3

I'm not very computer savvy. I recently got my MacBook back after getting a new hard drive. I've now just starting using Time Machine to back up everything. I live in rural Texas and I only have 10 GB of satellite internet data to use each month and I've used it all in 2 days while barely using the internet.

Does Time Machine use data? If not, any ideas on what could be eating all of my data up? My Wi-Fi is secure, even if it wasn't there is no one around to use it anyway.

1

I feel your pain. I spent the past few years on satellite and it was very unpleasant.

Your best bet for monitoring and controling your Internet usage is buy LittleSnitch. It will monitor your Mac and tell you every time that it is trying to make a connection, allowing you to allow or deny the request.

For some apps (such as email, web browser, etc), you may want to allow access anytime it wants it so you don’t have to approve each time.

The first few days of using LittleSnitch will be frustrating, as you start to set rules and tell it what to do, but after you get past that, it will be a big help in keeping your usage in check.

Unfortunately OS X is not very good about telling you everything that it is doing, and it assumes that any available Wi-Fi connection can be used without limits. Until recently iOS was much better about this, but it now allows much more background activity, so if you have an iPad and/or iPhone/iPod touch you need to watch out for those as well.

When you are not using MacBook, I recommend closing the lid so that it will sleep.

  • Ok. I'm going to try getting little snitch to see what's going on. I definitely took time warner for granted when I had it. Thanks! – Amelia Oct 14 '14 at 15:23
1

Time Machine does not use the internet, but iCloud does. If you use an iPhone or iPad, iCloud will backup the images to iPhoto, and that can use significant bandwidth.

Calendar, Mail, Contacts, Messages, Notifications, Twitter, etc all use bandwidth, and all are on by default. iCloud will also backup your documents and data, if you have configured this. If you have more than 10GB of files in your Documents folder, iCloud could be simply backing them up from the new hard drive.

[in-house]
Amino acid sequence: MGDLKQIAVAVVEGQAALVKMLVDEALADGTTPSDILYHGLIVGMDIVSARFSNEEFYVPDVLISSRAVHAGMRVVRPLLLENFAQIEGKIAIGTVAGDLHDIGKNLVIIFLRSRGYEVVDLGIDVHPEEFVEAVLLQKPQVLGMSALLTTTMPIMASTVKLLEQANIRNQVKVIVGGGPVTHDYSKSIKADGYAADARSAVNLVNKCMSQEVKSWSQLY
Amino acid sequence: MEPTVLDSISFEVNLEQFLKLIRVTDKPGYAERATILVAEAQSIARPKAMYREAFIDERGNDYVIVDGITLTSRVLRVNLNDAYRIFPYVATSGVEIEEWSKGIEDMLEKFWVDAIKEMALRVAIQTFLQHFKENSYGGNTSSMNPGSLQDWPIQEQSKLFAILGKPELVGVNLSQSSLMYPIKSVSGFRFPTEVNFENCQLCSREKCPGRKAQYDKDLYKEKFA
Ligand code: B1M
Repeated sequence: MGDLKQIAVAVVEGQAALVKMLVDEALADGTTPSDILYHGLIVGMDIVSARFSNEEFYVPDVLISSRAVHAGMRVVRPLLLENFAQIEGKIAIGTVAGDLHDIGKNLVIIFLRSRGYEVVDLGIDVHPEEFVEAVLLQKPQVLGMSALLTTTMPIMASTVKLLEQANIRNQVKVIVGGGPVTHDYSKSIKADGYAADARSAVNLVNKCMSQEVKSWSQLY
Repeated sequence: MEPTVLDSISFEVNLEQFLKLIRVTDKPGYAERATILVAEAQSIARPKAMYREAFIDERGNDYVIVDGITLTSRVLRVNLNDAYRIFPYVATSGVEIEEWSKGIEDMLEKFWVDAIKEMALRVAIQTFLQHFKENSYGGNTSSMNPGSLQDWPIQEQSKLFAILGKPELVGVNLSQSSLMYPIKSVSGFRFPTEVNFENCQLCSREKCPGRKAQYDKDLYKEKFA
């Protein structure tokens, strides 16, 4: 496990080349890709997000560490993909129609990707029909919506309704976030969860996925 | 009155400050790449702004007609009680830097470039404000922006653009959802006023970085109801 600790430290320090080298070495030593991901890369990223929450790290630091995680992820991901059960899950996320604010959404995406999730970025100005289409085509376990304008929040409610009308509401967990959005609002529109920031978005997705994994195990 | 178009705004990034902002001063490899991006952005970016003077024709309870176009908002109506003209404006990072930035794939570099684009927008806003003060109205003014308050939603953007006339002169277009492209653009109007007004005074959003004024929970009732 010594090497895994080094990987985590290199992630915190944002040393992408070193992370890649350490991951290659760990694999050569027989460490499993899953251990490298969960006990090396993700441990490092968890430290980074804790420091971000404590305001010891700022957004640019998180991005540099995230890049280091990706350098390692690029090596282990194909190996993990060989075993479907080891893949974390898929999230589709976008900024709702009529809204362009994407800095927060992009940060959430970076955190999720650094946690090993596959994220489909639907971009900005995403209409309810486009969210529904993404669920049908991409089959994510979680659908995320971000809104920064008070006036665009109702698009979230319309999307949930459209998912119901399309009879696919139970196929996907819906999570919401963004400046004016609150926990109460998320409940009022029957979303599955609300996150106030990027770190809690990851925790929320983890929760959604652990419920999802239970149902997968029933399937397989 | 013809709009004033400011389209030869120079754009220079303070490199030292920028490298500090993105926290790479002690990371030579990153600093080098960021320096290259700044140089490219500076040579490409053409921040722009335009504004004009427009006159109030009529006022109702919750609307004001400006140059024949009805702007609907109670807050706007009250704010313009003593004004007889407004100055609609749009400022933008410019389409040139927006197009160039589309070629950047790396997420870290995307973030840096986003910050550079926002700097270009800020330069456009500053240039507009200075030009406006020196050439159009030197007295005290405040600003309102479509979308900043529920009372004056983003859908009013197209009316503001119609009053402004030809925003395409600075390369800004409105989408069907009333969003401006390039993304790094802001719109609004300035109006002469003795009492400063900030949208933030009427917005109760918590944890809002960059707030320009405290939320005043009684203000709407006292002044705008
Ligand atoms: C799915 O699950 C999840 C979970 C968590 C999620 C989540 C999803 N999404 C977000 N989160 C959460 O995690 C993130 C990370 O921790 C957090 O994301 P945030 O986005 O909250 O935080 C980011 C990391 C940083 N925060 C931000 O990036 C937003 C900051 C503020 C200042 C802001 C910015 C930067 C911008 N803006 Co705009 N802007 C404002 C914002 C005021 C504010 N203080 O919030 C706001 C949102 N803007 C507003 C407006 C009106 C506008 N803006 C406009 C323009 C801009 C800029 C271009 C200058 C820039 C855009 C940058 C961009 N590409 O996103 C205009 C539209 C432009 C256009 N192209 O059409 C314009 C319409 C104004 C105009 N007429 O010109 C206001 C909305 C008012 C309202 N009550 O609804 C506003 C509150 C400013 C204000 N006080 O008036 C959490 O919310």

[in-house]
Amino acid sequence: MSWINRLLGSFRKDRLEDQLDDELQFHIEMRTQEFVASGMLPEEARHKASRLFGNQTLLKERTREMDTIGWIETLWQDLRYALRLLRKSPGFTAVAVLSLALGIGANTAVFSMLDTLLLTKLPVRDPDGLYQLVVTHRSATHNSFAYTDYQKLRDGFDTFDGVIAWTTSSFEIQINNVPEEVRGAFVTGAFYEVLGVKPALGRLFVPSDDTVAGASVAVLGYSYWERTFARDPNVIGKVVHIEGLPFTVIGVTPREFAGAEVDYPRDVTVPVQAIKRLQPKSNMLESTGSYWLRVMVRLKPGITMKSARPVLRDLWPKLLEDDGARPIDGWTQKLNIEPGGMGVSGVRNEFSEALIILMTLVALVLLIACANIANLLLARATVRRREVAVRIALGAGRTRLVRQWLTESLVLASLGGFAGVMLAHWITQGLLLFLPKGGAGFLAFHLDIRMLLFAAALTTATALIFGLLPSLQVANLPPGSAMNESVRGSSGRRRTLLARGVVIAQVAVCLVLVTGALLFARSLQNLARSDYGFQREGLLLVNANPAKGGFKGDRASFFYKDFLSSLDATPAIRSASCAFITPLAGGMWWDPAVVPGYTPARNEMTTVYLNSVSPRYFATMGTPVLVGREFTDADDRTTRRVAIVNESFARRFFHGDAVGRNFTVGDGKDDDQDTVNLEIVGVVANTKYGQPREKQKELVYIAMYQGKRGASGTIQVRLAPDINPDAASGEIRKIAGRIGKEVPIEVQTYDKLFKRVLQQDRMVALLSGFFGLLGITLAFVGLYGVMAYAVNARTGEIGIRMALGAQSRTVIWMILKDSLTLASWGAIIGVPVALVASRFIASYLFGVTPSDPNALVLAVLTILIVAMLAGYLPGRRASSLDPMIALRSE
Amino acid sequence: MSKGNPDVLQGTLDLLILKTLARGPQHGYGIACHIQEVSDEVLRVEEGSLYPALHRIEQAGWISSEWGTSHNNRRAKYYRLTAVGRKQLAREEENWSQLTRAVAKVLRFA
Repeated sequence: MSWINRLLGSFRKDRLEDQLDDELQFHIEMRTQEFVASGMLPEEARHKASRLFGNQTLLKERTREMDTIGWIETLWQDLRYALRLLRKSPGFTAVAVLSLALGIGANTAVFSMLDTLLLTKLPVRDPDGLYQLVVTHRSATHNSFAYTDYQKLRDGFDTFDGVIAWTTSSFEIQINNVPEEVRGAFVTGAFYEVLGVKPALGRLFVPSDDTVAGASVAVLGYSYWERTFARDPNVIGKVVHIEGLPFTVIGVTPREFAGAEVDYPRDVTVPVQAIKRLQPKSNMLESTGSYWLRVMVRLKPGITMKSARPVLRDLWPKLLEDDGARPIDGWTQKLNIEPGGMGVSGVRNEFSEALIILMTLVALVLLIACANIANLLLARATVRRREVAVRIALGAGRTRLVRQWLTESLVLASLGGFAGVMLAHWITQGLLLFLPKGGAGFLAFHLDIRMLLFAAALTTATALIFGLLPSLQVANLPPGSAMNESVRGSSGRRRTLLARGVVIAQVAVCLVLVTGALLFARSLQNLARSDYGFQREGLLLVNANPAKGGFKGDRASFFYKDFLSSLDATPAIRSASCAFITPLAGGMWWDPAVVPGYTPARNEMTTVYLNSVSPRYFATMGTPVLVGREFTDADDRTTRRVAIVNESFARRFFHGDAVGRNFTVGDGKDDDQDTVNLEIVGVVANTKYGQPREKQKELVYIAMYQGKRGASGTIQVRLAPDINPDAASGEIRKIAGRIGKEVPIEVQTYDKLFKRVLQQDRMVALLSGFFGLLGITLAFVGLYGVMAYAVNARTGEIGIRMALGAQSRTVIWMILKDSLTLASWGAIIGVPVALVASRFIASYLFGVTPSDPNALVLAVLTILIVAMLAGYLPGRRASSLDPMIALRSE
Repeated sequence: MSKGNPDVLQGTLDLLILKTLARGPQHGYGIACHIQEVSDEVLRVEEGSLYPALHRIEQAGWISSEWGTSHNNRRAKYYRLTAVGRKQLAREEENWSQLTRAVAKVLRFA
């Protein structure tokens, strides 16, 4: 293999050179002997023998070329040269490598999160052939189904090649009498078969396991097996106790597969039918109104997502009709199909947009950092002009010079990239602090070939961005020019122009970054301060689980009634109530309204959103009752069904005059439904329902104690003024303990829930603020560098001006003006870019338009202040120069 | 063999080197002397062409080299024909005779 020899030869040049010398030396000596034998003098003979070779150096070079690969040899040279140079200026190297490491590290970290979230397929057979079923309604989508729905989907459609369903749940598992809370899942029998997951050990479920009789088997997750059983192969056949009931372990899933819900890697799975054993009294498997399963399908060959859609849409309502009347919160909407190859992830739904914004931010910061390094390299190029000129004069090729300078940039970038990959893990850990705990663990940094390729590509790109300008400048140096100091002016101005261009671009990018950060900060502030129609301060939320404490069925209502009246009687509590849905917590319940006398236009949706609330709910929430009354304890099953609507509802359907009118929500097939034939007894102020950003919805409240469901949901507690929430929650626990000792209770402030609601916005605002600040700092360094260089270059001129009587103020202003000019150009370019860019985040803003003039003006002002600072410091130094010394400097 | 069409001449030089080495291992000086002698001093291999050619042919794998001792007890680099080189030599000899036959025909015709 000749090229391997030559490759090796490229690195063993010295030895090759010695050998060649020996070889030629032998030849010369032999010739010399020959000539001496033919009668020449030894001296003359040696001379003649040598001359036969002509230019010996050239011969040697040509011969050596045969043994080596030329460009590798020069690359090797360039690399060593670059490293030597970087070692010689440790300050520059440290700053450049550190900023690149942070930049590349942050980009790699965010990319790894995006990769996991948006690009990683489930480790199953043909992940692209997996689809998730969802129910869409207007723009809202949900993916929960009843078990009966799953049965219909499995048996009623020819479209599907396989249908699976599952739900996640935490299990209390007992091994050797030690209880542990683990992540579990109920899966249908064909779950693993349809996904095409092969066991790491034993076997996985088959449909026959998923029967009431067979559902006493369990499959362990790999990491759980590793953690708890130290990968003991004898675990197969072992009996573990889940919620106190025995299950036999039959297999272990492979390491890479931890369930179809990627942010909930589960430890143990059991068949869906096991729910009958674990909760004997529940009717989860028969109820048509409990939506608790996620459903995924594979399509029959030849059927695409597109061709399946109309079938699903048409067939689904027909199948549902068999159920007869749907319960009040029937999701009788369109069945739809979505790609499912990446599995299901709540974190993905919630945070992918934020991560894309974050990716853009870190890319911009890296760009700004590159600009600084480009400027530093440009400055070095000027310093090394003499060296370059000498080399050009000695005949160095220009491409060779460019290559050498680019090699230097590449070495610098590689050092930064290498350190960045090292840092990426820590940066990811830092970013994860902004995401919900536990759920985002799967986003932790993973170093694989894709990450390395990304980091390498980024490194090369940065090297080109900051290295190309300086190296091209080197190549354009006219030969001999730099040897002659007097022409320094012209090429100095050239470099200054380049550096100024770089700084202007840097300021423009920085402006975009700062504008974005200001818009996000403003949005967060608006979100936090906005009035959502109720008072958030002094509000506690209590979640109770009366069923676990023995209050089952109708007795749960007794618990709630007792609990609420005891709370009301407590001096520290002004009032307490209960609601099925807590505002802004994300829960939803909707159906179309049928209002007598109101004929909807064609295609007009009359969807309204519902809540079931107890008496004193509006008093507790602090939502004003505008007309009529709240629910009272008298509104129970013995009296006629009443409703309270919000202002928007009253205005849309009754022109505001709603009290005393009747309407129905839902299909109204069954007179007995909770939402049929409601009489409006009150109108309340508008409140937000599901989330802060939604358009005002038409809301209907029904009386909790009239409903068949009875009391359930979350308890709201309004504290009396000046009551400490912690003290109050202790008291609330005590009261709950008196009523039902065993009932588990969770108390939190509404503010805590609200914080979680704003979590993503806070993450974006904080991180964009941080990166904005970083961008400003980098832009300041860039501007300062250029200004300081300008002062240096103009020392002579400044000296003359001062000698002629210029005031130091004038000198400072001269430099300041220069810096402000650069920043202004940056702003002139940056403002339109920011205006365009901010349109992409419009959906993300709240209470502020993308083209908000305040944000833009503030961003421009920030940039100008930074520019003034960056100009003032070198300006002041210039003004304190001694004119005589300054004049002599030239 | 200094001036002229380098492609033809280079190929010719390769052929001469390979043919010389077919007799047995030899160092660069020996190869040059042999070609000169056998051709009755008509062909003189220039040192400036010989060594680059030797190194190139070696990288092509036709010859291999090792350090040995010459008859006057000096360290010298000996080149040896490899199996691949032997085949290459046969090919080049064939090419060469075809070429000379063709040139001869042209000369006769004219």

• Ok. When I go to settings to turn off icloud it says that it'll delete all of my icloud contacts/photos/documents etc that are on my mac. I guess I should double check that everything is backed up onto my external drive, right? Also, should I turn off my icloud settings on my phone too? Or since everything was just backed up is it over and done with or does it just keeping backing up that 10GB of documents or whatever. Sorry, I'm REALLY not good with computers. I'm just scared that I'm going to lose everything. – Amelia Oct 14 '14 at 13:54
  • 2
    You probably do NOT have 10GB worth of documents in your iCloud, because iCloud only comes with 5GB of storage to begin with. Syncing your contacts and calendar isn’t eating up a significant amount of your quota, but backing up photos, or using Photostream does. Turning off your iCloud backup is only advisable if you make sure to backup to iTunes regularly. – TJ Luoma Oct 14 '14 at 14:32

You must log in to answer this question.

Not the answer you're looking for? Browse other questions tagged .